The reception SNR ratio estimator 34 receives spatial samples of the received signal (RX signal) and generates an SNR ratio estimate (SNR). As will be described, the reception SNR ratio estimation module 34 generates traffic and pilot symbol estimates for the received wireless signal based on spatial samples of the signal. The pilot symbols generally indicate control symbols used to facilitate synchronization of the system, while the traffic symbols generally indicate symbols carrying data. For example, traffic and pilot symbols may be in different channels of a received signal. The reception SNR estimator 34 scales the estimates of the traffic and pilot symbols using the spatial design function of the Wiener filter to estimate the SNR. In this way, the reception SNR estimator 34 implements processing technologies that allow the use of spatial diversity to achieve accurate estimates of signal-to-noise ratio. Reception SNR estimator 34 may use alternative filter functions.

The comparator 40 compares the estimated SNR generated by the reception SNR estimator 34 with the reference SNR. In this sense, the reception SNR estimator 34 and the comparator 40 form a single “inner loop” for the power control circuit. A data estimating processor 36 and a reference value adjusting device 38 in conjunction with a comparator 40 form an “outer loop” of the power control circuit. In general, the data estimator 36 processes the estimated data symbols received by the receiver 24 to determine the magnitude of the error rate and generates a status signal that instructs the reference value adjusting device 38 to increase, decrease, or maintain the existing reference SNR. In this way, the SNR adjustment device 38 adjusts the reference SNR in response to changes in data integrity.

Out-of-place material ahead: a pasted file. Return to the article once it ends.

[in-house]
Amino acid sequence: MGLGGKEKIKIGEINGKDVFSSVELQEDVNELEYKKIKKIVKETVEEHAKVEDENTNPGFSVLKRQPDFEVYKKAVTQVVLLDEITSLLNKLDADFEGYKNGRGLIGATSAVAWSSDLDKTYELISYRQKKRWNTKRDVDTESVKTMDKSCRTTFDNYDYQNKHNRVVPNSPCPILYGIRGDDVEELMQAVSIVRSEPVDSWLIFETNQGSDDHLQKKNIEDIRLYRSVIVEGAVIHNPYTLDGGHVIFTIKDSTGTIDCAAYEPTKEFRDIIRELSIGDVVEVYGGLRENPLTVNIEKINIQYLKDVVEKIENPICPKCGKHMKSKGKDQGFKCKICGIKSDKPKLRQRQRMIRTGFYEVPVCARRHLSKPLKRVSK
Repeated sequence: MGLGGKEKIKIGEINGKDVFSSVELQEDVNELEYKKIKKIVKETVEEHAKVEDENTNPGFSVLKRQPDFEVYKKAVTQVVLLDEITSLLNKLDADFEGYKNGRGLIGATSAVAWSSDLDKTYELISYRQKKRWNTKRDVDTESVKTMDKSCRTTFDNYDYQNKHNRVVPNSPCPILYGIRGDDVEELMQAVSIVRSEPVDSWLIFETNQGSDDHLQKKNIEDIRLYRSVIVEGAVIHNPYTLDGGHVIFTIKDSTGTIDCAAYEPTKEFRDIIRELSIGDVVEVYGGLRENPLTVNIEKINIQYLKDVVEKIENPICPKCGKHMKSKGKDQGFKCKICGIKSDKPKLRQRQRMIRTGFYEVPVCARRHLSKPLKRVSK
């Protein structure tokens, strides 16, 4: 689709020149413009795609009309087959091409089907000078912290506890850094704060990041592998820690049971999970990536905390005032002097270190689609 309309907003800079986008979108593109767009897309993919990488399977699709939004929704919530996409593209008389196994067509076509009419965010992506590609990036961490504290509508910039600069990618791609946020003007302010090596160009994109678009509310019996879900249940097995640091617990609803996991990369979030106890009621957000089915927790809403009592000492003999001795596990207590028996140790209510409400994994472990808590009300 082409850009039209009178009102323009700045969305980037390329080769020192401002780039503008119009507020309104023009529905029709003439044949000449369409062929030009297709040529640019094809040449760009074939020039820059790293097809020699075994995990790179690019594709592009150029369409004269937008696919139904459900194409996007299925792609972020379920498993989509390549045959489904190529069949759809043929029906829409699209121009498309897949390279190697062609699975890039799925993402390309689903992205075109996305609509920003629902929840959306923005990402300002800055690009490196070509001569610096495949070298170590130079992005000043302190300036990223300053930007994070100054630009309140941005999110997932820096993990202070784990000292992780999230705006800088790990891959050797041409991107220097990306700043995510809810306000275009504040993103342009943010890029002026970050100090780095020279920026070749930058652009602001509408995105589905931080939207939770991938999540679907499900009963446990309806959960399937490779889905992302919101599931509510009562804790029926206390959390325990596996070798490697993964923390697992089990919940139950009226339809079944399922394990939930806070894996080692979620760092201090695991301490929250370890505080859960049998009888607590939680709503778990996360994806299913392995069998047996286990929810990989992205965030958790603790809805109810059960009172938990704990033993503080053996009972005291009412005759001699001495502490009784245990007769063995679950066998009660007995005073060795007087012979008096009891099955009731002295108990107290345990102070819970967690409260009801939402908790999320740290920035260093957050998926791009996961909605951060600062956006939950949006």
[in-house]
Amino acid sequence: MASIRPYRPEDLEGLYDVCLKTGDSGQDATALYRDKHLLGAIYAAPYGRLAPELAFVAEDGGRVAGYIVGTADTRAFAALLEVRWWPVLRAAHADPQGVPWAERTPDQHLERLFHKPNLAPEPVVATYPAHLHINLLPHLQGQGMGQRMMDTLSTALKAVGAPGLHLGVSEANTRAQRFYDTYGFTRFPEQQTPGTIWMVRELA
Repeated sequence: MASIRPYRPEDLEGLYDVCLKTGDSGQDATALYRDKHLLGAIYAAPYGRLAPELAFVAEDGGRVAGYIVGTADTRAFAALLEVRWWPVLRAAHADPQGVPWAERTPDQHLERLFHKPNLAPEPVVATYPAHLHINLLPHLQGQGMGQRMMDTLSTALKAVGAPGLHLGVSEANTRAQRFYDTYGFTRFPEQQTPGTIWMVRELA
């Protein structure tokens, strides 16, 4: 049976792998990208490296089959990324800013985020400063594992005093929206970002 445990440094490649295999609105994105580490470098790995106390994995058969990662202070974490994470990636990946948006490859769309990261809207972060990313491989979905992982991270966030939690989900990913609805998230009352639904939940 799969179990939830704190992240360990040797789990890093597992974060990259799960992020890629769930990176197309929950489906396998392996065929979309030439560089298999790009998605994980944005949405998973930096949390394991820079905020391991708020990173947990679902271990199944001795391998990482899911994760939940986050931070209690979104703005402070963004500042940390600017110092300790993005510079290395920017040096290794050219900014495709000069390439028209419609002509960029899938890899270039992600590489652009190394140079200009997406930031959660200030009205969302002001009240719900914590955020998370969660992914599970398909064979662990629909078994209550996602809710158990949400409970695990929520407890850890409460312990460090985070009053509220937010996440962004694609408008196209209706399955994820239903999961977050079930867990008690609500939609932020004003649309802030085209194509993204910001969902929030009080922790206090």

The comparing device 40 generates a power control command based on comparing the SNR ratio produced by the reception SNR estimator 34 and the reference SNR produced by the reference value adjusting device 38. If the SNR produced by the reception SNR estimator 34 is smaller than the reference SNR, for example, the comparator generates a power control command that instructs the transmit power control device 32 (FIG. 2) to increase the transmit power in the base station 12. Alternatively, if the SNR, generated by the reception SNR estimator 34, larger than the reference SNR, the comparator generates a power control command that instructs the transmit power control device 32 (FIG. 2) to reduce the transmit power in the base 12. Tanzi power control command may be in the form of an incremental indicating "up / down".